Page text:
Fans of Ducati will no doubt be familiar with the week-long festivities that take place at the Misano circuit, but for those of you who are not, Google World Ducati Week (WDW) and prepare to drool – for several reasons . . .
World Ducati Week has become a mecca for Ducatisti who make the annual pilgrimage to take in the incredible sights, sounds and frivolities on offer. Of particular note in recent years, has been the sneak peeks offered to attendees of upcoming product. You may recall the Scrambler made its first appearance from within the confines of a yellow shipping container at WDW, through which people passed for a quick look, sans camera gear – or at least they were supposed to be. Obviously some images made their way to the interwebs, generating plenty of hype around the Scrambler and some not at all unwanted coverage for the brand – job well done marketing department.
Well, they’re at it again this year, with another accidently-on-purpose, no cameras allowed, first look at a new model. And would you believe it, someone snapped a pic.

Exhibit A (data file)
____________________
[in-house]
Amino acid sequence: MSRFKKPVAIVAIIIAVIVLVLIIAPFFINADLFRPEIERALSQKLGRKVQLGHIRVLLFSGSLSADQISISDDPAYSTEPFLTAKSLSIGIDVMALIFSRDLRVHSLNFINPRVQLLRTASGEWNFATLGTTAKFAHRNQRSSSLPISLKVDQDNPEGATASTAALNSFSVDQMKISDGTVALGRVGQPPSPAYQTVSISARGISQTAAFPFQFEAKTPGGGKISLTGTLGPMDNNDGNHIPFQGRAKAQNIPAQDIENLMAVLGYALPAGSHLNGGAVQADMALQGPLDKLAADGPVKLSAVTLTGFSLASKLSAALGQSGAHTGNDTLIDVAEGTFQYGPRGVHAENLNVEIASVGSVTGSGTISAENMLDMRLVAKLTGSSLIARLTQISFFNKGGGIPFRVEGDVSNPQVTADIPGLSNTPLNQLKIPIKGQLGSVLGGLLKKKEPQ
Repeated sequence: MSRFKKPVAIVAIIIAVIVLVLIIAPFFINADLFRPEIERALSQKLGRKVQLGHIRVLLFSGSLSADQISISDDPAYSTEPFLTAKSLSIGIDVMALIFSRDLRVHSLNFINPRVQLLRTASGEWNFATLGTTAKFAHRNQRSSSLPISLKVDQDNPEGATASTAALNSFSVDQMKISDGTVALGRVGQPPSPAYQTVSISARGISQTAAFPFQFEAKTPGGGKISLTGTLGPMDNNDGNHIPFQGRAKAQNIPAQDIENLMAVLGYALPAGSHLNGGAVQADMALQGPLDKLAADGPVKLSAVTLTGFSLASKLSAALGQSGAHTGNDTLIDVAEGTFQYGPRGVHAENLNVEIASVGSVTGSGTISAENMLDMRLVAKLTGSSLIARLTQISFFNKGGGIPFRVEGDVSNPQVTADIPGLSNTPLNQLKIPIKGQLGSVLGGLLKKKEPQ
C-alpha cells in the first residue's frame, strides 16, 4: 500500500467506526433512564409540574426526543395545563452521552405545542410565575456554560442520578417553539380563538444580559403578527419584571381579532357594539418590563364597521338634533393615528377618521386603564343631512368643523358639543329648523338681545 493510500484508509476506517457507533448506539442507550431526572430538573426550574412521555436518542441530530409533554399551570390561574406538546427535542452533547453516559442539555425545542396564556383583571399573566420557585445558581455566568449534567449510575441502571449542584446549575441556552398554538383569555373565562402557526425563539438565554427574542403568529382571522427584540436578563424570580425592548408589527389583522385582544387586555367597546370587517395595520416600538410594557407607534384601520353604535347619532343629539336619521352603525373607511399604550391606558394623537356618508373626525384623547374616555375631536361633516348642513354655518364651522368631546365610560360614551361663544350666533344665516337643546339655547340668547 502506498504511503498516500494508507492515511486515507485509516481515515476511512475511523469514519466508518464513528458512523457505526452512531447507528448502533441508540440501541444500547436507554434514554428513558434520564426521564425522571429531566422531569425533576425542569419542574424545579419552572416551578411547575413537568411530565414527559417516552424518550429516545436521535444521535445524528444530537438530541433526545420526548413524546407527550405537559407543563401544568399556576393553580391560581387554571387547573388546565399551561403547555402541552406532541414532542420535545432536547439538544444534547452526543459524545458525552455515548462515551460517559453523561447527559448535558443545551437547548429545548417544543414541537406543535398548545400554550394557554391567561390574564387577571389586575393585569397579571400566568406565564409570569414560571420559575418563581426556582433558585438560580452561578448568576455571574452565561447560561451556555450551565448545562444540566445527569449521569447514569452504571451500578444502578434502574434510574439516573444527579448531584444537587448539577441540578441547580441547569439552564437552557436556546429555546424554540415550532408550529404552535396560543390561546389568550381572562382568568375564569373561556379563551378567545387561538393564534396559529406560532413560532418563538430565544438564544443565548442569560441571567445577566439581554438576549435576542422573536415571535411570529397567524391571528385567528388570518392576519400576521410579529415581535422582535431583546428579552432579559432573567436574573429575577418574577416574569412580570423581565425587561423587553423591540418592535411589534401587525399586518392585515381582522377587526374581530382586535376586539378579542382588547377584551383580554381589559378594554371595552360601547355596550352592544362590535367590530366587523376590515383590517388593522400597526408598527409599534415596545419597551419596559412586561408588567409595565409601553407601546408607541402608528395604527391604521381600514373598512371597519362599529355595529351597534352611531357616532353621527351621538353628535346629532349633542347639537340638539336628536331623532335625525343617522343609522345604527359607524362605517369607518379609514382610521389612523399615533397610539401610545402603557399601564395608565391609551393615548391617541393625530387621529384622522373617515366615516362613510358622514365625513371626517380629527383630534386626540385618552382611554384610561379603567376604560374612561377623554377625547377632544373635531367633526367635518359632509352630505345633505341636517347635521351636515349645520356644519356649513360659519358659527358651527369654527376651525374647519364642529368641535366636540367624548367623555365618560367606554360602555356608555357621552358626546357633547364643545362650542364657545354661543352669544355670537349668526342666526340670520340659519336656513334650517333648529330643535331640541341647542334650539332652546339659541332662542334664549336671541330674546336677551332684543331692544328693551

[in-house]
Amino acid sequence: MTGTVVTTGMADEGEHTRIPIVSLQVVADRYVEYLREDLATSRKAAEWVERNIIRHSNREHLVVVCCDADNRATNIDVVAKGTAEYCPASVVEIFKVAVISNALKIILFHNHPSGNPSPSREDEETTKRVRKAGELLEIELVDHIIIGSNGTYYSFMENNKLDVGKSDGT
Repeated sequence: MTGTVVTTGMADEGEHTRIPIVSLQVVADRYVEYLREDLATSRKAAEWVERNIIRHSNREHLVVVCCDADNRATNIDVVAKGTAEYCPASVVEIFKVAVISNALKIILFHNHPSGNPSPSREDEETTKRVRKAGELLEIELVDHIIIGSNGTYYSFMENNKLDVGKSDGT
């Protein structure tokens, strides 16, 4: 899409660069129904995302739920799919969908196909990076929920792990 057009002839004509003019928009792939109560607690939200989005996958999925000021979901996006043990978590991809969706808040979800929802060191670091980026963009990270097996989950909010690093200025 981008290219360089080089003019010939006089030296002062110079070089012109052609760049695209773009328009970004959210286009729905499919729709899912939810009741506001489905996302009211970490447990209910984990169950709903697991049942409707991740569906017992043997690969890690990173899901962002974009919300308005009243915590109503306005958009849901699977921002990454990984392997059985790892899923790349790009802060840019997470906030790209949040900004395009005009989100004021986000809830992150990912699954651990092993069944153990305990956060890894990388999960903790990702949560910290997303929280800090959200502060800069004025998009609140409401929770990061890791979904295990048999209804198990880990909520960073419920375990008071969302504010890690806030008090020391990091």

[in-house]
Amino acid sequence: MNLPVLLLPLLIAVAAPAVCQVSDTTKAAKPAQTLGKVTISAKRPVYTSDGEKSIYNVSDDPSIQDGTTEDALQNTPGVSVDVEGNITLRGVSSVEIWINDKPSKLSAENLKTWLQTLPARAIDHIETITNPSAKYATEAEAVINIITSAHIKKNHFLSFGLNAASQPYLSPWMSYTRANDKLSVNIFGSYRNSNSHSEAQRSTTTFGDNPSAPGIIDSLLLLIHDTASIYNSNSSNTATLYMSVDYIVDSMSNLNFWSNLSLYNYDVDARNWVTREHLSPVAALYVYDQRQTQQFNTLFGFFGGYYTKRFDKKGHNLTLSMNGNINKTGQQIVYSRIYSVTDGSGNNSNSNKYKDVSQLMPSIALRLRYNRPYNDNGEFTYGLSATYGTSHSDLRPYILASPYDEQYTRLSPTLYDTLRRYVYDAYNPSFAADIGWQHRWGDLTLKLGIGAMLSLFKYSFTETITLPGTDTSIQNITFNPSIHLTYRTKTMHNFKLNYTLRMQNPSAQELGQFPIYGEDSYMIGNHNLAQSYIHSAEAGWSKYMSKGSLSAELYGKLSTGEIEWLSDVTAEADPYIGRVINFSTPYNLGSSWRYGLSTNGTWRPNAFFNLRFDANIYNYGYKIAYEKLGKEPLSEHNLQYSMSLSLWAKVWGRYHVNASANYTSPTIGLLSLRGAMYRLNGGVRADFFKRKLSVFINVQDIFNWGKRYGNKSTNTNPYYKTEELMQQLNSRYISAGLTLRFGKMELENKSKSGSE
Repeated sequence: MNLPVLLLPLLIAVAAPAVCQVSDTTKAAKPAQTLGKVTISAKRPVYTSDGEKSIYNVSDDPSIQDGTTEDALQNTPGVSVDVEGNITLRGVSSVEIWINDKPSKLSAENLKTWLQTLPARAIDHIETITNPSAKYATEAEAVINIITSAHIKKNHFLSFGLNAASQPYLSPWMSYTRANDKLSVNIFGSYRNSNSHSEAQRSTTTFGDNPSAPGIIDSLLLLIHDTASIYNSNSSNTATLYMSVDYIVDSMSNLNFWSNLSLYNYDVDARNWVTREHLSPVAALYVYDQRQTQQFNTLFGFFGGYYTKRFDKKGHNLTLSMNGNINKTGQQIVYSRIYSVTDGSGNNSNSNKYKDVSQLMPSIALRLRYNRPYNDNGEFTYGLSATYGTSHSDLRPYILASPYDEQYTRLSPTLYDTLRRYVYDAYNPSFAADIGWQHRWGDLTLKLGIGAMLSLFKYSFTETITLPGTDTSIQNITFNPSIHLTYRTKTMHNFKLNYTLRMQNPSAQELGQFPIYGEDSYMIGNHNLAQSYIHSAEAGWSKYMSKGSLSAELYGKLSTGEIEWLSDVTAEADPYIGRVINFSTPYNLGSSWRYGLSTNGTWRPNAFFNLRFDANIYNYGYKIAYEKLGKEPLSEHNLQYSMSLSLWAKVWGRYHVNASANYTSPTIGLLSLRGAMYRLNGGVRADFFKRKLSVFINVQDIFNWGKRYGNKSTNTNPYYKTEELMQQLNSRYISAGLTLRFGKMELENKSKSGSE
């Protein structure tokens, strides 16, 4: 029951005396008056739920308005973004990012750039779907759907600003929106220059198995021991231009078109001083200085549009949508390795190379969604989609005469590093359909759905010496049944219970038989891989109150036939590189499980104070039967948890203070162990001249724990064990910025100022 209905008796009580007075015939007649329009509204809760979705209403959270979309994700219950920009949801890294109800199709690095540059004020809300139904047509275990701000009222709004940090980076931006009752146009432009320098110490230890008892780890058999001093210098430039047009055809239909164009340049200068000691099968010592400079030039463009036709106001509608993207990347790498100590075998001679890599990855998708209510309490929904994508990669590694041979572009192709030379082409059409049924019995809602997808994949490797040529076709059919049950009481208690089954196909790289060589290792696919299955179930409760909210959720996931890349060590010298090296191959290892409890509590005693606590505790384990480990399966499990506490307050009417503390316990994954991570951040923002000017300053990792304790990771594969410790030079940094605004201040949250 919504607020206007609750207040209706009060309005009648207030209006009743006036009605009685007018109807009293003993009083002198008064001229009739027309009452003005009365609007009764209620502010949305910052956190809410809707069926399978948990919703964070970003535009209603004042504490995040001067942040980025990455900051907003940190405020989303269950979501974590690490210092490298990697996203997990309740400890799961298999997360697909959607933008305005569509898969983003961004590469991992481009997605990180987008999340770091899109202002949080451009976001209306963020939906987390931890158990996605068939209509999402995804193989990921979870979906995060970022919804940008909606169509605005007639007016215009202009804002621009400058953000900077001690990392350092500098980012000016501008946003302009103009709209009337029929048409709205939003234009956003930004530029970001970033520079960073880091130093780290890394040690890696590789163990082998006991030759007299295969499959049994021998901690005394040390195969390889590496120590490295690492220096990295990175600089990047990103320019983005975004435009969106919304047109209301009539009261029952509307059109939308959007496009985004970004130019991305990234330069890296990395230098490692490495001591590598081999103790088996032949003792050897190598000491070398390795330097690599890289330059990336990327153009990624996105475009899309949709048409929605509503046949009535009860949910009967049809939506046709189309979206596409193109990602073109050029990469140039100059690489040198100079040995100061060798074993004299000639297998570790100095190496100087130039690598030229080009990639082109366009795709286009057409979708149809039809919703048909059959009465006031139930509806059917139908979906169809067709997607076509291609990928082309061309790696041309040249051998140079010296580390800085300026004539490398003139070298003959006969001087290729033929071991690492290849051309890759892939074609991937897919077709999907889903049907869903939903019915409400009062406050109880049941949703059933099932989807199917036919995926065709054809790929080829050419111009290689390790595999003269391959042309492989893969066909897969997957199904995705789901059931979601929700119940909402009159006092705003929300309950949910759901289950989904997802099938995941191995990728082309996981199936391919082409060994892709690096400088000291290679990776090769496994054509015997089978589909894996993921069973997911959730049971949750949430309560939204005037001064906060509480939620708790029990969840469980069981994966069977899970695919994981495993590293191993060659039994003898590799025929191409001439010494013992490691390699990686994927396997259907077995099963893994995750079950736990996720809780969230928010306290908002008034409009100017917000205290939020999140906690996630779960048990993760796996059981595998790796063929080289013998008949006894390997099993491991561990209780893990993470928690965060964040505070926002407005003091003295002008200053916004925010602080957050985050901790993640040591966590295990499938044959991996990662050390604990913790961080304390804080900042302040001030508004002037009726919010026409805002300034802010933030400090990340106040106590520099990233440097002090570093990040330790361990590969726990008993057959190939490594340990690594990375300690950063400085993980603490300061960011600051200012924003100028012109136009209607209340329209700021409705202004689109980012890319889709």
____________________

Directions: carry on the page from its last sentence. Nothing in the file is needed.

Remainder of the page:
Reports from the event indicate this new Ducati SuperSport S will be powered by a 900-plus cc, liquid cooled engine with a chassis similar to that found on the current Monster. Though it’s appearance (in the hastily snapped ‘spy’ photo) is similar to the Panigale family, it will in fact have a more relaxed riding position and demeanor.
You have to go back to the 900 SuperSport SS with it’s air-cooled twin and partial fairing to get an idea of what they’re going for. That machine had a fantastic personality and garnered many fans so here’s hoping they get the formula right again and we get another proper road-going sport bike.
In addition to the SuperSport S, Ducati also unveiled their limited edition 1299 Panigale S Anniversario edition to celebrate the company’s 90th year. Only 500 of these beauties will be produced, with their iconic Tricalore livery, magnesium wheels and bevy of performance add-ons.
The one particularly noteworthy addition to Anniversario is the introduction of Ducati’s EVO traction control unit, which taps into the Bosch-sourced internal measuring unit (IMU) in a way not seen on previous street bikes from Ducati. In our August issue we featured an article on this fantastic little piece of engineering from manufacturing/engineering giant Bosch, and this new superbike will be making better use of it than just about anything on the street.